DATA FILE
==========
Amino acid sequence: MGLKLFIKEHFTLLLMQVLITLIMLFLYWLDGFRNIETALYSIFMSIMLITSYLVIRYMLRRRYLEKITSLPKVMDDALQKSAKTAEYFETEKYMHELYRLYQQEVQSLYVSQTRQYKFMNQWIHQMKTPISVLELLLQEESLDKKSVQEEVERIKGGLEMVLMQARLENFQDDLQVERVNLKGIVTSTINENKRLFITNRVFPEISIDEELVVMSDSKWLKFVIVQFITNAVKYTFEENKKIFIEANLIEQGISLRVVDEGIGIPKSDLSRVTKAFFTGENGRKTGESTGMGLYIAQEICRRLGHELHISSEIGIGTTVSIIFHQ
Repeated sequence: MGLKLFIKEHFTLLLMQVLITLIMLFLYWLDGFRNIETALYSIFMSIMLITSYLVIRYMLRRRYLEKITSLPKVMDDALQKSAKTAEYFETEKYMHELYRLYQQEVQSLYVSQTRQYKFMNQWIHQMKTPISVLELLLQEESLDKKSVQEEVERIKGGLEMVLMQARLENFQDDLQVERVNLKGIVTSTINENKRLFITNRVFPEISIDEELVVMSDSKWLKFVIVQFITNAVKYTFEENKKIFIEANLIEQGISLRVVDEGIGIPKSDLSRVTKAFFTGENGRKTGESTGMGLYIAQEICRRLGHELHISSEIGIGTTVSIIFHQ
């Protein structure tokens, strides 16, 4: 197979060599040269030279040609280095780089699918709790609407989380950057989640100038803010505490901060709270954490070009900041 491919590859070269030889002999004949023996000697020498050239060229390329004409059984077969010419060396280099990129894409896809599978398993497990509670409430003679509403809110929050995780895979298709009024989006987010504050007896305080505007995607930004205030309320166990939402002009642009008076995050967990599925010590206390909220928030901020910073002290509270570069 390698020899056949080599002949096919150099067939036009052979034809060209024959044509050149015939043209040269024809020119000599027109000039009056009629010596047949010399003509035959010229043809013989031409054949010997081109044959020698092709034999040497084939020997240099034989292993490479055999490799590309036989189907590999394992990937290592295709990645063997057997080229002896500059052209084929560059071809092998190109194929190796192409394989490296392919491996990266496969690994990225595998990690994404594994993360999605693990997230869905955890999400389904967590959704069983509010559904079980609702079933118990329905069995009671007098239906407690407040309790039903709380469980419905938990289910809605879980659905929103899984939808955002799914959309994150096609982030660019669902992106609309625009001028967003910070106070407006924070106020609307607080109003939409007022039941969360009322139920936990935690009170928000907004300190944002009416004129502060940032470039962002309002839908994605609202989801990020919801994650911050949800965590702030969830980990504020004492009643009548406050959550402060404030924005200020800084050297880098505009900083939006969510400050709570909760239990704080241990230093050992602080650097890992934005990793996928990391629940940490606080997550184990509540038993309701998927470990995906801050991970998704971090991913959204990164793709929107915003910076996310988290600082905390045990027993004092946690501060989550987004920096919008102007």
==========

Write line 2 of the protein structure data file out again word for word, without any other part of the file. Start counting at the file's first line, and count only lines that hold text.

Repeated sequence: MGLKLFIKEHFTLLLMQVLITLIMLFLYWLDGFRNIETALYSIFMSIMLITSYLVIRYMLRRRYLEKITSLPKVMDDALQKSAKTAEYFETEKYMHELYRLYQQEVQSLYVSQTRQYKFMNQWIHQMKTPISVLELLLQEESLDKKSVQEEVERIKGGLEMVLMQARLENFQDDLQVERVNLKGIVTSTINENKRLFITNRVFPEISIDEELVVMSDSKWLKFVIVQFITNAVKYTFEENKKIFIEANLIEQGISLRVVDEGIGIPKSDLSRVTKAFFTGENGRKTGESTGMGLYIAQEICRRLGHELHISSEIGIGTTVSIIFHQ